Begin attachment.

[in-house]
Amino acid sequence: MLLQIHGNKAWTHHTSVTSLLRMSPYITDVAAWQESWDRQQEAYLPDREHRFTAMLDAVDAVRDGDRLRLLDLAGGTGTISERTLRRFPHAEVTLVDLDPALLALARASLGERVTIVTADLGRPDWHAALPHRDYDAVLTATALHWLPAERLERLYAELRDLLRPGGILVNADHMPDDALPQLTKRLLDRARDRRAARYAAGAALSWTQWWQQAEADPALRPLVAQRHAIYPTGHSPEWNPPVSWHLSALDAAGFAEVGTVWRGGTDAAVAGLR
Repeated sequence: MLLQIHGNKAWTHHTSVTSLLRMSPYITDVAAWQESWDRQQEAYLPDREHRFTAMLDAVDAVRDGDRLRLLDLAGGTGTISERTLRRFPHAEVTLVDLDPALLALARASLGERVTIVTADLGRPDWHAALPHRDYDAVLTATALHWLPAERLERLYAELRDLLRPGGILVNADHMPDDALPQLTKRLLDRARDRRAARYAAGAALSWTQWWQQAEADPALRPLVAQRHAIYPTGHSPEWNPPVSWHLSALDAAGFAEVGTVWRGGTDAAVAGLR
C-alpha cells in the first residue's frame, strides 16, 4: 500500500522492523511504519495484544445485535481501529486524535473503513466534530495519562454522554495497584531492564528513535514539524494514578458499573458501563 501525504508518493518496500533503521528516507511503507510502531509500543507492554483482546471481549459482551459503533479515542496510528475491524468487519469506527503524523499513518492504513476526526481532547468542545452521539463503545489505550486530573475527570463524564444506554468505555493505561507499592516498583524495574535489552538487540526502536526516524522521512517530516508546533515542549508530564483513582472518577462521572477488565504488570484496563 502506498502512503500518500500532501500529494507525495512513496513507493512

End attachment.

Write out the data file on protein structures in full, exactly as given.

[in-house]
Amino acid sequence: MLLQIHGNKAWTHHTSVTSLLRMSPYITDVAAWQESWDRQQEAYLPDREHRFTAMLDAVDAVRDGDRLRLLDLAGGTGTISERTLRRFPHAEVTLVDLDPALLALARASLGERVTIVTADLGRPDWHAALPHRDYDAVLTATALHWLPAERLERLYAELRDLLRPGGILVNADHMPDDALPQLTKRLLDRARDRRAARYAAGAALSWTQWWQQAEADPALRPLVAQRHAIYPTGHSPEWNPPVSWHLSALDAAGFAEVGTVWRGGTDAAVAGLR
Repeated sequence: MLLQIHGNKAWTHHTSVTSLLRMSPYITDVAAWQESWDRQQEAYLPDREHRFTAMLDAVDAVRDGDRLRLLDLAGGTGTISERTLRRFPHAEVTLVDLDPALLALARASLGERVTIVTADLGRPDWHAALPHRDYDAVLTATALHWLPAERLERLYAELRDLLRPGGILVNADHMPDDALPQLTKRLLDRARDRRAARYAAGAALSWTQWWQQAEADPALRPLVAQRHAIYPTGHSPEWNPPVSWHLSALDAAGFAEVGTVWRGGTDAAVAGLR
C-alpha cells in the first residue's frame, strides 16, 4: 500500500522492523511504519495484544445485535481501529486524535473503513466534530495519562454522554495497584531492564528513535514539524494514578458499573458501563 501525504508518493518496500533503521528516507511503507510502531509500543507492554483482546471481549459482551459503533479515542496510528475491524468487519469506527503524523499513518492504513476526526481532547468542545452521539463503545489505550486530573475527570463524564444506554468505555493505561507499592516498583524495574535489552538487540526502536526516524522521512517530516508546533515542549508530564483513582472518577462521572477488565504488570484496563 502506498502512503500518500500532501500529494507525495512513496513507493512